Five faculty named IEEE Fellows

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December 16, 2015

Department of Electrical Engineering and Computer Science

Karl Berggren, Charles Leiserson, Pablo Parrilo, Rajeev Ram and Lizhong Zheng receive highest grade of membership in IEEE.

Berggren, Leiserson, Parrilo, Ram, Zheng

Top row (left to right): Karl Berggren, Charles Leiserson, Pablo Parrilo; bottom row (left to right): Rajeev Ram, Lizhong Zheng


Five EECS faculty have been named IEEE Fellows, the highest grade of membership in the IEEE. The grade of Fellow is conferred by the IEEE Board of Directors to those with an outstanding record of accomplishments in any of the IEEE fields of interest. The new fellows are among only a tenth of a percent of IEEE members awarded the rank in a given year.

Karl Berggren, a professor in EECS, is cited by the IEEE "for contributions to nanofabrication and nanomanufacturing in the sub-10 nm regime." He has developed a set of tools and techniques for nanofabrication of structures in the sub-10-nanometer length-scale range. He has particularly focused on using and understanding lithographic patterning with electron and ion beams. He has integrated these structures with self-assembling materials such as block copolymers, and his methods have found practical application in device development and manufacturing. His application of these methods in superconducting and plasmonic devices and materials has resulted in high-performance single-photon detectors in the infrared spectral region. Karl was also recently elected Fellow of the American Association for the Advancement of Science, and is a member of the team that won the 2015 Optical Society of America Paul T. Forman award.

Charles Leiserson, the Edwin Sibley Webster Professor of Computer Science and Engineering, was elected IEEE Fellow "for leadership in parallel and distributed computing." He led the development of the Cilk multithreaded programming environment, which is now supported by many popular compilers, including GCC, LLVM, and ICC. He is also a coauthor of the most widely used text on computer algorithms, Introduction to Algorithms. Charles holds the Edwin Sibley Webster Chair in EECS, and he is a MacVicar Faculty Fellow, the highest recognition at MIT for undergraduate education. He has received many awards during his 35-year tenure at MIT, including the ACM-IEEE Computer Society 2014 Ken Kennedy High-Performance Computing Award, the IEEE Computer Society 2014 Taylor L. Booth Education Award, and the ACM 2013 Paris Kanellakis Theory and Practice Award. Professor Leiserson is also a Fellow of AAAS, ACM, and SIAM.

Pablo Parrilo, a professor of electrical engineering and computer science, was elected to IEEE Fellow "for contributions to semidefinite and sum-of-squares optimization". He is one of the leading researchers in mathematical optimization and systems and control theory. His work has built new bridges between convex optimization and computational algebraic geometry, which have significantly expanded the impact and applications of optimization to new areas of engineering, statistics and machine learning. Pablo has made seminal contributions in polynomial optimization and matrix rank minimization, as well as in areas as diverse as game theory and quantum information theory. He has received numerous distinctions, including the Donald P. Eckman Award, the SIAG/CST Prize, and the Farkas Prize.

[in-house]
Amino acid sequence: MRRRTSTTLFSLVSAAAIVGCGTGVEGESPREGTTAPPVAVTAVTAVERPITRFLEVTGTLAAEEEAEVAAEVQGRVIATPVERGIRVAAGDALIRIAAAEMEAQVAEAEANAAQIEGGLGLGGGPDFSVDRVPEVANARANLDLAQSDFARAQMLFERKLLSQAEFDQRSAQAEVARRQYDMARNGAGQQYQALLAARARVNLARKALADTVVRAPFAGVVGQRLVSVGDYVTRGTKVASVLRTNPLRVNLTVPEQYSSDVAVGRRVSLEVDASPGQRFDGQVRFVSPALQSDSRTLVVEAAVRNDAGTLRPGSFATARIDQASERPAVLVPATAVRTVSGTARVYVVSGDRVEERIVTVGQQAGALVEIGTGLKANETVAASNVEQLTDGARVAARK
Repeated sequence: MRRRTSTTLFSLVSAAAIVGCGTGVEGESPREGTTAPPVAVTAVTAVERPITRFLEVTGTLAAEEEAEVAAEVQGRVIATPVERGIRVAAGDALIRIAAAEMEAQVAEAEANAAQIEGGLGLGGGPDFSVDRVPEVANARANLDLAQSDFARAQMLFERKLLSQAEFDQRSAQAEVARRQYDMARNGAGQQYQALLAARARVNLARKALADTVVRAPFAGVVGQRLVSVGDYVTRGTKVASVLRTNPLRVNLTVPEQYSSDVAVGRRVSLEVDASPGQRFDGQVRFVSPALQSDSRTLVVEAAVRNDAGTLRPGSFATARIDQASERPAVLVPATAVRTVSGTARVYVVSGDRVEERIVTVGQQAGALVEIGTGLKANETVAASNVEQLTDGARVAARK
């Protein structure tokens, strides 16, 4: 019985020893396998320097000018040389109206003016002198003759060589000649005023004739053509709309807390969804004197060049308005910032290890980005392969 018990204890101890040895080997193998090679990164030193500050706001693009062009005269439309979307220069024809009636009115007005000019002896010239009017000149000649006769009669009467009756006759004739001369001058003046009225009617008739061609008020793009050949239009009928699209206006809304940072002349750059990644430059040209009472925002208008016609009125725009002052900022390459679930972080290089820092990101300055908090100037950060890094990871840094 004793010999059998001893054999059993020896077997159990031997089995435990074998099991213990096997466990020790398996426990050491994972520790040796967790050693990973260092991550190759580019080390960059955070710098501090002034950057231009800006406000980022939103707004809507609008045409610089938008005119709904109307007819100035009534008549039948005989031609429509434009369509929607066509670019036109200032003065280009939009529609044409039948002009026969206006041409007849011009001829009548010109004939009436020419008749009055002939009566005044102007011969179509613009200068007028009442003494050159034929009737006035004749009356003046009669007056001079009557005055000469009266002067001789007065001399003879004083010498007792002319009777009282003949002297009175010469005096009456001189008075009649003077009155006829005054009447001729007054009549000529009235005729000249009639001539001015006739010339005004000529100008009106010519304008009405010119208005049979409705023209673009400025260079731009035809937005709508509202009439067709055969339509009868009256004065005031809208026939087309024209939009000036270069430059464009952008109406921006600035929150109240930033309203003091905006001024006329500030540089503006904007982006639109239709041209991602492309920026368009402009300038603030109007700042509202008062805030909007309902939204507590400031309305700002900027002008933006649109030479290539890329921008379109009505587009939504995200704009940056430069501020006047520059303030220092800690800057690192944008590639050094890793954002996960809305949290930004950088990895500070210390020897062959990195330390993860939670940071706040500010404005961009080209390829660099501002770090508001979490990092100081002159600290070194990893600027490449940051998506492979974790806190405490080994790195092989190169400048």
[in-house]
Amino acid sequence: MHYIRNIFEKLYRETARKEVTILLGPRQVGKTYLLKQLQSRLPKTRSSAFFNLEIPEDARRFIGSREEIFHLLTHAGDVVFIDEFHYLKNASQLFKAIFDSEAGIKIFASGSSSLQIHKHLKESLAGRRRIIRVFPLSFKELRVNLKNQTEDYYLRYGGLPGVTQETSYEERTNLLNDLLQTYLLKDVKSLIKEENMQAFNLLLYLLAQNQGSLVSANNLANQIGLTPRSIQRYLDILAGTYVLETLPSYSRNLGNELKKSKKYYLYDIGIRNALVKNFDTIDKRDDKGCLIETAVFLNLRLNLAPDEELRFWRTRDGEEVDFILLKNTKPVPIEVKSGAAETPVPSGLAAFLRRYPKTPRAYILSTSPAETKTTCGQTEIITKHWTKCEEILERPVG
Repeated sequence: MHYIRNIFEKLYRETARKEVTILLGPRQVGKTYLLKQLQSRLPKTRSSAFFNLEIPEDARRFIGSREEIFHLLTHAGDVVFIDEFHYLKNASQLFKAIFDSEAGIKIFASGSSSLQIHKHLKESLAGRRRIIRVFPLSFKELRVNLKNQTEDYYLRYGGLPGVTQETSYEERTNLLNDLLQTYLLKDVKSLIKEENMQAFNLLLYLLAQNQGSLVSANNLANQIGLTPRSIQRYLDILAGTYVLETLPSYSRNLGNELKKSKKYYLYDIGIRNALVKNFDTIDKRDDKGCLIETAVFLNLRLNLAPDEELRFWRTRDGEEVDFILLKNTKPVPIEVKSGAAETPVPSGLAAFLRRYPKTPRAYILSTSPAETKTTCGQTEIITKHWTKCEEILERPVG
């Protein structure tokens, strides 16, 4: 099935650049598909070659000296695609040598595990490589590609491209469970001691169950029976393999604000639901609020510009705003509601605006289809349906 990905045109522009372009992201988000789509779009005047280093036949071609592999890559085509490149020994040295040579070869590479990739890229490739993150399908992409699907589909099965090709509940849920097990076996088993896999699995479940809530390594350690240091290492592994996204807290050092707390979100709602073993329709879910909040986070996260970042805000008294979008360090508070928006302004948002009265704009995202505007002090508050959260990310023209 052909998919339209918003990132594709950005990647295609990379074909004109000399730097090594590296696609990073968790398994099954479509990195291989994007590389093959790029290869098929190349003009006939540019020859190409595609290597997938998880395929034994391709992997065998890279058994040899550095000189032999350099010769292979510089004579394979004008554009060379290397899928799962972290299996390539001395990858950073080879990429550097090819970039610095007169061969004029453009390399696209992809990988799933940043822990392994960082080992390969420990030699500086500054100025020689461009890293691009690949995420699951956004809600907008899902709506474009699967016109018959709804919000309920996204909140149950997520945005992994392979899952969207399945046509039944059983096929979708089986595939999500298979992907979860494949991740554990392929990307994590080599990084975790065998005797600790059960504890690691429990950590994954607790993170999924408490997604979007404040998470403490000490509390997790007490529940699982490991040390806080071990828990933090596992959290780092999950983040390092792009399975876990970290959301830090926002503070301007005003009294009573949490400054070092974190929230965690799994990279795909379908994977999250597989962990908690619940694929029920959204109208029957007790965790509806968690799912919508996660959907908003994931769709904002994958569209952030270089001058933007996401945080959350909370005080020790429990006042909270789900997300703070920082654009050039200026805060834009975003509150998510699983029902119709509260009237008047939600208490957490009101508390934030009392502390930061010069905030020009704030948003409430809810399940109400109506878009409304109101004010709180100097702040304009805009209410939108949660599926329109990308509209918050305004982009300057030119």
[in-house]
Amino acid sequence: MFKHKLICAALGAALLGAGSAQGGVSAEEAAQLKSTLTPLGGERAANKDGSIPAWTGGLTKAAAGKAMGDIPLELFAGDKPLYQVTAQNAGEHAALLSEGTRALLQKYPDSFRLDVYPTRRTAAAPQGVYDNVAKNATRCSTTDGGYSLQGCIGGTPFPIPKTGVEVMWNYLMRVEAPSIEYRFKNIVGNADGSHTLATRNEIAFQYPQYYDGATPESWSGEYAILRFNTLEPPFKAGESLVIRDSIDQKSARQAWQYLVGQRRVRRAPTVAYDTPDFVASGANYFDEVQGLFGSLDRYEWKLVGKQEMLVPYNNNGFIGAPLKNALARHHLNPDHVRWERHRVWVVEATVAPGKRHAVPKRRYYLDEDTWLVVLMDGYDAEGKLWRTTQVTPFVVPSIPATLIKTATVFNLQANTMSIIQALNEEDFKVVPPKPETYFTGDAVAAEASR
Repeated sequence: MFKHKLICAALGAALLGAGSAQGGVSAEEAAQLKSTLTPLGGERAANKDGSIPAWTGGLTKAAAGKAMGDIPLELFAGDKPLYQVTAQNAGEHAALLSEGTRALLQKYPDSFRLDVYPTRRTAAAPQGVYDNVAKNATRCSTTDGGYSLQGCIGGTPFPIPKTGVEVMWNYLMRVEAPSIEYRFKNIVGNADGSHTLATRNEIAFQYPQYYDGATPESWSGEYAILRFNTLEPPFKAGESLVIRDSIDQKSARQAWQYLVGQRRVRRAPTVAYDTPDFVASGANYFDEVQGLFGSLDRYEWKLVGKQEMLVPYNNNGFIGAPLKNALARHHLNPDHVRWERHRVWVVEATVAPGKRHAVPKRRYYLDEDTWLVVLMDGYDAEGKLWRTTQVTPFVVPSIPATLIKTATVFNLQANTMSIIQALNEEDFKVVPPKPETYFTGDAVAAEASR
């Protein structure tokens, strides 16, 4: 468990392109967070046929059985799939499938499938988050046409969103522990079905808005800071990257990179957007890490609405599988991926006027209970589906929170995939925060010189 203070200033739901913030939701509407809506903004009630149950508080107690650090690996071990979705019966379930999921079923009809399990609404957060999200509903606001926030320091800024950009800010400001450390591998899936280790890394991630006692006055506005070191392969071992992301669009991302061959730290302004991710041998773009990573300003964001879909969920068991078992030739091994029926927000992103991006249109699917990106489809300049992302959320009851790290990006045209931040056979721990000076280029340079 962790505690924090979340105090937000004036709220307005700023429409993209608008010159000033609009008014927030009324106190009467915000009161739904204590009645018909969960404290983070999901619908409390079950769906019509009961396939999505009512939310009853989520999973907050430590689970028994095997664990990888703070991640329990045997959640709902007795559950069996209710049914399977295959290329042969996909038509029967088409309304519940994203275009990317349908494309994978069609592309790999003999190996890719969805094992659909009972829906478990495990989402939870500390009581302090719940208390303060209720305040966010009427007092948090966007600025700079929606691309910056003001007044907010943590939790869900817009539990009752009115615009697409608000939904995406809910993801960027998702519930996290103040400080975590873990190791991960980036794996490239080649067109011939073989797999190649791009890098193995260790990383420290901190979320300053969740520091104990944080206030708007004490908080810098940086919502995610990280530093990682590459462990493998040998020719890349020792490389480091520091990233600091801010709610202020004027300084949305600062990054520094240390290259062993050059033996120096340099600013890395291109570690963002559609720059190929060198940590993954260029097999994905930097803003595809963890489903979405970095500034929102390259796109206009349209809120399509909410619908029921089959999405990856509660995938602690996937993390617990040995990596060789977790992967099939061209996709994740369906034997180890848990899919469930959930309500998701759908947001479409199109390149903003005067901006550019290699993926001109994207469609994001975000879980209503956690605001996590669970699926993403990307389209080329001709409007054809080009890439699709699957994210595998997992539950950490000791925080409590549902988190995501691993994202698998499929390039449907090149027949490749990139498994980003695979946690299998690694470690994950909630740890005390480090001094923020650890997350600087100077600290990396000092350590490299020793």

Rajeev Ram, a professor of electrical engineering, is cited by the IEEE "for contributions to semiconductor lasers and integration of photonics with CMOS electronics." He has worked on the fundamental physics of semiconductor light sources — including semiconductor lasers without population inversion, semiconductor Bose-Einstein condensation, and on the demonstration of light sources with greater than 100% wall-plug efficiency. His students established the discipline of CMOS Photonics. This work recently led to the demonstration of a single-chip microprocessor with embedded photonics for memory access. Rajeev is a Fellow of the Optical Society of America and is a MacVicar Faculty Fellow and a Bose Research Fellow at MIT.

Lizhong Zheng, a professor of electrical engineering, is cited by the IEEE “for contributions to the theory of multiple antenna communication”. He has made significant contributions in the general area of information theory, communications, coding and wireless networks. In particular, his works on wideband communications, secrecy, unequal error protection, feedback, and relay networks are considered conceptual extensions to Shannon theory. He has also made contributions in extending the scope of information theory to a broader range of problems in statistical inference. Lizhong has played a leading role in developing and applying the tools of information geometry, which helps to carry information theoretic methodology to data analytics. He has received an IEEE Information Theory Society best paper award.

For more information see the IEEE site